If you run php as a module, it is compiled with the Apache.
If you run php as a cgi, it is treated as a separate executable and must be called each time.
Apache is more efficient at executing php, than if you were to load it via cgi. In a smaller hosting environment, you won't notice much of a difference. My suggestion would be to use php as a module of Apache. However, if you are wanting to educate yourself, I would suggest trying out both instances of executing php code.
Using the module has a slight performance gain, since it's compiled into the Apache binary, meaning the PHP interpreter runs in the Apache process. So, when Apache spawns a child, each process will already contain a binary image of PHP. On the other hand, CGI is a bit more secure, in that the server manages control and access to the binaries. Although, most security holes are due to the scripts themselves. There are a lot of poorly programmed PHP scripts out there.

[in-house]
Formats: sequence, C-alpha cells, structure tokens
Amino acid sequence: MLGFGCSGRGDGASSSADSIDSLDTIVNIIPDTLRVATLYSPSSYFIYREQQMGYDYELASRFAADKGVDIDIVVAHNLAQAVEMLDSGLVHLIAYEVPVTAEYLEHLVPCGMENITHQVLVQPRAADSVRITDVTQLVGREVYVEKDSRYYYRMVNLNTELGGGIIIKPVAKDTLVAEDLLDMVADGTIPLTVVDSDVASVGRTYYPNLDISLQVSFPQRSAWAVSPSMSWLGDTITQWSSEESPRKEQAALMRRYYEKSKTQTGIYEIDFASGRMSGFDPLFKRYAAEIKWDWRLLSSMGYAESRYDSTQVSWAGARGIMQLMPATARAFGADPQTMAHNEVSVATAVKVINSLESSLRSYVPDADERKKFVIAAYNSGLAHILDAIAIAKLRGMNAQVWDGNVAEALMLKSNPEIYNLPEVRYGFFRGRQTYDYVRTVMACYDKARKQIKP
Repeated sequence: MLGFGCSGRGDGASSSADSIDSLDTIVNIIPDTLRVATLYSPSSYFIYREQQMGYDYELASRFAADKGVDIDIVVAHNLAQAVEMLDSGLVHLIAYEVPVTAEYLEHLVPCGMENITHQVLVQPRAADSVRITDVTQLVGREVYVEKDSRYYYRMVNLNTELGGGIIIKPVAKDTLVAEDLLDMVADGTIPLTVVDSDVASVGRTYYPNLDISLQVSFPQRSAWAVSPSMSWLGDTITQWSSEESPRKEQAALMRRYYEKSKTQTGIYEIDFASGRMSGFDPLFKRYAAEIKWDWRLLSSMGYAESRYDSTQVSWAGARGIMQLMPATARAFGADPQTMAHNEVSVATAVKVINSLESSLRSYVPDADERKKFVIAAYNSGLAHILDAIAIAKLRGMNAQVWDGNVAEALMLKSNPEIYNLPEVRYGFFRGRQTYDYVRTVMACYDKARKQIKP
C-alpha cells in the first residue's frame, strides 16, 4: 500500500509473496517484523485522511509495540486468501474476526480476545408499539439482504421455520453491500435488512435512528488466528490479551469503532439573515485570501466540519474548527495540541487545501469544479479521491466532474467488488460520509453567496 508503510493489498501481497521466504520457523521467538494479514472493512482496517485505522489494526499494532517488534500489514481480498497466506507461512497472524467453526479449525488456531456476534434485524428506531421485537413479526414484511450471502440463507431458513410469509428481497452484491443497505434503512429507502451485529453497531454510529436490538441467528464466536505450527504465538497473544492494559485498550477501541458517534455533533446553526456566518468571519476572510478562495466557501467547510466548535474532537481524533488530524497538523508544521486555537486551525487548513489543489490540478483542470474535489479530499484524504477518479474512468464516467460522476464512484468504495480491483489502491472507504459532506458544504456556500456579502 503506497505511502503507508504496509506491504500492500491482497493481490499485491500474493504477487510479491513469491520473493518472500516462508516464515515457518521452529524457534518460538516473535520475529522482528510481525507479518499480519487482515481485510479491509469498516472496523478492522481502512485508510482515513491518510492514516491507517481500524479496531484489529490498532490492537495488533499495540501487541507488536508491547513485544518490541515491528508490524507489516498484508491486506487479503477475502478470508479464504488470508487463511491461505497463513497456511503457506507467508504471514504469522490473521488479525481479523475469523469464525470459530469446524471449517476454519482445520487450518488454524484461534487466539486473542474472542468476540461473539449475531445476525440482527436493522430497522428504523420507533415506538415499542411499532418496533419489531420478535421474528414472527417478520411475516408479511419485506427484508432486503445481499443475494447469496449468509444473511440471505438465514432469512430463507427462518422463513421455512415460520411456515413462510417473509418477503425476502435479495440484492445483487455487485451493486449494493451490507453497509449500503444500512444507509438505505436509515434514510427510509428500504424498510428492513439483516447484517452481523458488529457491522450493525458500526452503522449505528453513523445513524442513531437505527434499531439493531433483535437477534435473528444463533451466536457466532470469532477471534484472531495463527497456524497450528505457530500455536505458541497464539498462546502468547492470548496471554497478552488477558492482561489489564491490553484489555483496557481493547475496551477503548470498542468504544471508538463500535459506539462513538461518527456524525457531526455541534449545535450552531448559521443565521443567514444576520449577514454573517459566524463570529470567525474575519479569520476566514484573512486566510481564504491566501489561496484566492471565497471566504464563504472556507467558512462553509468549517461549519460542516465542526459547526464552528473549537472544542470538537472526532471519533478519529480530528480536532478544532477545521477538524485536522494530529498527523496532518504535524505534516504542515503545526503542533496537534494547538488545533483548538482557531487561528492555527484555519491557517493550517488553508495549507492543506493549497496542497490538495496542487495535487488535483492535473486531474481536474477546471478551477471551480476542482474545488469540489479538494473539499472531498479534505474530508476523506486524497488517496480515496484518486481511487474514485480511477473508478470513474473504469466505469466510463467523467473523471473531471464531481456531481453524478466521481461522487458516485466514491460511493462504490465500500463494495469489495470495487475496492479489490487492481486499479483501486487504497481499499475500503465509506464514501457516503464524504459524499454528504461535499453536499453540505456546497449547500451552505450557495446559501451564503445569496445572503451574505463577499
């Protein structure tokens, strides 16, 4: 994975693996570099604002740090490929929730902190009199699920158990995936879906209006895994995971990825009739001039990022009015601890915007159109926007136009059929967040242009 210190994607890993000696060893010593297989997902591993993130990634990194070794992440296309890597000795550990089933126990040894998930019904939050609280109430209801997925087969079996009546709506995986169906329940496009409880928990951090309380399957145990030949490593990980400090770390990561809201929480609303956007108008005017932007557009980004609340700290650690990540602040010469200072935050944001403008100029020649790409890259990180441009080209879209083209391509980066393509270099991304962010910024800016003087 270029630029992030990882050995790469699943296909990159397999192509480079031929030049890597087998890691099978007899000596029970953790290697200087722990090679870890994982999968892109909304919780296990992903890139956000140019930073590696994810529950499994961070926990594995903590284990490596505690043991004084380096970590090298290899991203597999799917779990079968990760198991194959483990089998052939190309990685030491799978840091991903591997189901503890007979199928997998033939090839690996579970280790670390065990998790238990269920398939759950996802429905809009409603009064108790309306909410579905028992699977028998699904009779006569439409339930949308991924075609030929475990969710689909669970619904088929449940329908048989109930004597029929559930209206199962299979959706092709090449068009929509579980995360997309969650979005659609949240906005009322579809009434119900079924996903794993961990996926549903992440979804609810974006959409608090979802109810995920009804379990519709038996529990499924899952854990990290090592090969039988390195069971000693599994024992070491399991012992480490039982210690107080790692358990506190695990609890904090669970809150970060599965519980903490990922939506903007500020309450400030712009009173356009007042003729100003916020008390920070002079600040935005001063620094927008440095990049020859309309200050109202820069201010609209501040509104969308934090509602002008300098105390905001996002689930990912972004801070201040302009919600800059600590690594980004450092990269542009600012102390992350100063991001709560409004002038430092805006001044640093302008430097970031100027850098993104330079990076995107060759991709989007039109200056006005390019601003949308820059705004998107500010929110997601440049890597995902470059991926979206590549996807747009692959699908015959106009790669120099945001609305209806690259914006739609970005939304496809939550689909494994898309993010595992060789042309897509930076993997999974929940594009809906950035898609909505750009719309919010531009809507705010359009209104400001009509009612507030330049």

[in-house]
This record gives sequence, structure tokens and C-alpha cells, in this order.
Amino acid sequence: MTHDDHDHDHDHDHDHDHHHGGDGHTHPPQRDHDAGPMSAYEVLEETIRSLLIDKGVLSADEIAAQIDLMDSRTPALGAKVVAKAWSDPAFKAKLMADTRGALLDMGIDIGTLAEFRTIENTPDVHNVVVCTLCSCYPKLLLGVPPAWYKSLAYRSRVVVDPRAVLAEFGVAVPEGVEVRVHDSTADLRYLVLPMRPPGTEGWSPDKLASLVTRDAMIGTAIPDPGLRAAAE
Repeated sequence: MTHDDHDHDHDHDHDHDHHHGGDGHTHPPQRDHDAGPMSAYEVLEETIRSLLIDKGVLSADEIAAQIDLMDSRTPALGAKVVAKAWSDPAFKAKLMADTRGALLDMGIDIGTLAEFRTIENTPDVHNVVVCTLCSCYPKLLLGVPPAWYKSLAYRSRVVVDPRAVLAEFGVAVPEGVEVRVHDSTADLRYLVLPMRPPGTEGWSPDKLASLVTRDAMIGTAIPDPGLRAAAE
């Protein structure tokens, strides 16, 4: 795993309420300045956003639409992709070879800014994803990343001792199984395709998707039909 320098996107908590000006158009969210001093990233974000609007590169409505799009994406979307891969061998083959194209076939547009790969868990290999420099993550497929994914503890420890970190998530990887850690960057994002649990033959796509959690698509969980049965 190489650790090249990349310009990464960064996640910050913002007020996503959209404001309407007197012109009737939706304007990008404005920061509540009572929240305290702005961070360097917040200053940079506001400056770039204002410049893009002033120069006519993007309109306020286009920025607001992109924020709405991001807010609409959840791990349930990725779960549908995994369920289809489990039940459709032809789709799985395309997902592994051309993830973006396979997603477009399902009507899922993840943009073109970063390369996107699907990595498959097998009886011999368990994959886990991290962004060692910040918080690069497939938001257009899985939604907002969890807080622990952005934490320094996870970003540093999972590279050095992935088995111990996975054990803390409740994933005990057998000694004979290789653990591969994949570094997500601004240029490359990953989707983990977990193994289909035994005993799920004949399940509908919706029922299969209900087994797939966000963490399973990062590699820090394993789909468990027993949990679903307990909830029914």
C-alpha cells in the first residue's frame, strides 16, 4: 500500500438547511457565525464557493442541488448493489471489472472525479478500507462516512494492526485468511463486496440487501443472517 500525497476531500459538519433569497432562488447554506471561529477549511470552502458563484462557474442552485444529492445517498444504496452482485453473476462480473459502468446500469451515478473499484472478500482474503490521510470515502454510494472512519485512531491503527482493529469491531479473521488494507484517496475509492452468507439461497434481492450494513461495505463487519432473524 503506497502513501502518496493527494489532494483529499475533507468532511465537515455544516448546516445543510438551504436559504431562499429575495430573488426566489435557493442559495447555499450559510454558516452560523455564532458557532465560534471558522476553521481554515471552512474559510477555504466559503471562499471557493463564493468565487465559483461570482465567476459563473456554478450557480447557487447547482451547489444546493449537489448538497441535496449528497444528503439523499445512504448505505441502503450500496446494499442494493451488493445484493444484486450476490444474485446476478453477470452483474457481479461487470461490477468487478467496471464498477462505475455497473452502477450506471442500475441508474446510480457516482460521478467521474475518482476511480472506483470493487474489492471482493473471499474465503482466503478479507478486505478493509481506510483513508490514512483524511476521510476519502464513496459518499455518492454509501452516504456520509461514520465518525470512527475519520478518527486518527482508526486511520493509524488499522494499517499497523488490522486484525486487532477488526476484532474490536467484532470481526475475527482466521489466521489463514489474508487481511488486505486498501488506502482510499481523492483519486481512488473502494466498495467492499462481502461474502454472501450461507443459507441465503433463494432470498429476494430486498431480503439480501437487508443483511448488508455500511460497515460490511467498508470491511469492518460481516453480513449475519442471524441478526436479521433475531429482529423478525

And, while CGI is slower there are solutions to that, such as FastCGI. If you are using a threaded MPM, then you'll want to avoid mod_php, since there are some extensions that are not thread safe, which will likely lead to race conditions.
Personally, I prefer FastCGI to mod_php. If a FastCGI process dies, a new one is spawned. I've seen instances where mod_php has killed off Apache entirely.
I use mod_php for Apache2 and speed it up with eAccelerator, but since mod_php includes PHP in every Apache instance it increases the overall memory footprint for Apache so have a look at how this impacts your own server (not sure how many concurrent requests / child processes you have on the go or what memory you have in your machine?).
As Jason has suggested an alternative you could look at is mod_fcgid, running FastCGI as separate processes (much like apache) spawning instances as needed; reducing the footprint of your Apache instances and only using as many CGI instances as required.